WILEY "The Allied landings in 1944 had all the prospects for disaster. Churchill thought he would be woken up to be told of massive casualties. Eisenhower prepared a somber broadcast announcing that the enterprise had failed.
The specter of failure was always present. After a failed landing the Nazi regime would have regained the ascendant. New, terrifying bombs and rockets were ready to be launched. Long-distance submarines were in the final stage of development. The last million Jews of Europe were listed for deportation and death.
Failure at Normandy could have given Hitler the chance of continuing to rule western Europe, particularly if the United States, bloodied and defeated in Normandy, had decided-after two and a half years of focusing on Europe-to turn all its energies to the ever-growing demands of the Pacific, leaving Europe to its own devices. Had that happened, I doubt if I would have been alive to write this book, or free to express my opinions without fear of arrest." --Martin Gilbert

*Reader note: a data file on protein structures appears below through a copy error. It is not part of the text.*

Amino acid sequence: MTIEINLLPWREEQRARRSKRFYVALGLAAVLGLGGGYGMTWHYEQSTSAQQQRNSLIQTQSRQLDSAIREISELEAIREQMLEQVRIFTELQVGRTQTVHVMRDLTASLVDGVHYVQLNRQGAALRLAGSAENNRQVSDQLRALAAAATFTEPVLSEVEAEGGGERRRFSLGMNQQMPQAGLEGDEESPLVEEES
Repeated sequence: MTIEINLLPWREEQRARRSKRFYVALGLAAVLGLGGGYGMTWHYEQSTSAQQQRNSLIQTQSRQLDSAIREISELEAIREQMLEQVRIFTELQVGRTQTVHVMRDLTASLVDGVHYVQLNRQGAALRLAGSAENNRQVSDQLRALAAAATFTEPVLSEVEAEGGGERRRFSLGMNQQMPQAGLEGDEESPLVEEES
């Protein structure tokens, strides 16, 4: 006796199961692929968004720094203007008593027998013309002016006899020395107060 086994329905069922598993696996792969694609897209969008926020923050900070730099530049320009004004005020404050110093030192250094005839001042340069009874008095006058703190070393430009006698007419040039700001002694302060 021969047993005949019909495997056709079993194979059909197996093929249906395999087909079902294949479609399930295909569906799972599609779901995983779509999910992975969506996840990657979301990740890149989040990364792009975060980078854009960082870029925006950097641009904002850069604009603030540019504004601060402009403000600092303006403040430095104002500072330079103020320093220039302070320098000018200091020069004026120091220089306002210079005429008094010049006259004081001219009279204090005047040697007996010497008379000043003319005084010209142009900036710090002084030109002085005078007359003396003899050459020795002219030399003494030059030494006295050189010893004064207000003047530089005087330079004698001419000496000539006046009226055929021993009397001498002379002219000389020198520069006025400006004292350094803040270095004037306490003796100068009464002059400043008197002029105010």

Baker & Taylor Aided by twenty-eight specially prepared maps, firsthand accounts, and a wide range of other source material, an important historian provides new information on the legendary D-Day invasion, examining everything from the intricacy of the preparations to the heroism of the battle itself.
Baker & Taylor Provides new information on the legendary D-Day invasion, examining everything from the intricacy of the preparations to the heroism of the battle itself.